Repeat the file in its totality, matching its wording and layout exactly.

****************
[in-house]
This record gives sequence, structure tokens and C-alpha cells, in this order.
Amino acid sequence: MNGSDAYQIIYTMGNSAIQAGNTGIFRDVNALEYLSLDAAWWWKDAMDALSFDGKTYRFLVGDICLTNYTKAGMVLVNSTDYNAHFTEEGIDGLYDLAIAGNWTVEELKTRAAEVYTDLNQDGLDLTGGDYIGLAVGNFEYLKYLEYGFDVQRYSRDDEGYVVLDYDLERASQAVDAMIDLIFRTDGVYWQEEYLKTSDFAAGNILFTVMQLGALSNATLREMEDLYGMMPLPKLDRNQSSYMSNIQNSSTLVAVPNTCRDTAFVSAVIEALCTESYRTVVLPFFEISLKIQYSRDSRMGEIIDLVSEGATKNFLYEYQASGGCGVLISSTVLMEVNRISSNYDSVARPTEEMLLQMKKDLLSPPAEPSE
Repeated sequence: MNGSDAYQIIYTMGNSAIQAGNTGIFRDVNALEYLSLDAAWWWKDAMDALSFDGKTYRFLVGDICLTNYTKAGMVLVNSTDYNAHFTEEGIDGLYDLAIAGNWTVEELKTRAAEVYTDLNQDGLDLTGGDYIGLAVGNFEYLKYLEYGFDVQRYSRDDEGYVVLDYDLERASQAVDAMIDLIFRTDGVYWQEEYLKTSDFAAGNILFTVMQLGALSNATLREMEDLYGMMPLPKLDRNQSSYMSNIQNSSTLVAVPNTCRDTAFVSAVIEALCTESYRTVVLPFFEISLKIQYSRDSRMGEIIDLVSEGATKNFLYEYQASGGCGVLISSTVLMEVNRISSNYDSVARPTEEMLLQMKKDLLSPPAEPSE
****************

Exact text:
[in-house]
This record gives sequence, structure tokens and C-alpha cells, in this order.
Amino acid sequence: MNGSDAYQIIYTMGNSAIQAGNTGIFRDVNALEYLSLDAAWWWKDAMDALSFDGKTYRFLVGDICLTNYTKAGMVLVNSTDYNAHFTEEGIDGLYDLAIAGNWTVEELKTRAAEVYTDLNQDGLDLTGGDYIGLAVGNFEYLKYLEYGFDVQRYSRDDEGYVVLDYDLERASQAVDAMIDLIFRTDGVYWQEEYLKTSDFAAGNILFTVMQLGALSNATLREMEDLYGMMPLPKLDRNQSSYMSNIQNSSTLVAVPNTCRDTAFVSAVIEALCTESYRTVVLPFFEISLKIQYSRDSRMGEIIDLVSEGATKNFLYEYQASGGCGVLISSTVLMEVNRISSNYDSVARPTEEMLLQMKKDLLSPPAEPSE
Repeated sequence: MNGSDAYQIIYTMGNSAIQAGNTGIFRDVNALEYLSLDAAWWWKDAMDALSFDGKTYRFLVGDICLTNYTKAGMVLVNSTDYNAHFTEEGIDGLYDLAIAGNWTVEELKTRAAEVYTDLNQDGLDLTGGDYIGLAVGNFEYLKYLEYGFDVQRYSRDDEGYVVLDYDLERASQAVDAMIDLIFRTDGVYWQEEYLKTSDFAAGNILFTVMQLGALSNATLREMEDLYGMMPLPKLDRNQSSYMSNIQNSSTLVAVPNTCRDTAFVSAVIEALCTESYRTVVLPFFEISLKIQYSRDSRMGEIIDLVSEGATKNFLYEYQASGGCGVLISSTVLMEVNRISSNYDSVARPTEEMLLQMKKDLLSPPAEPSE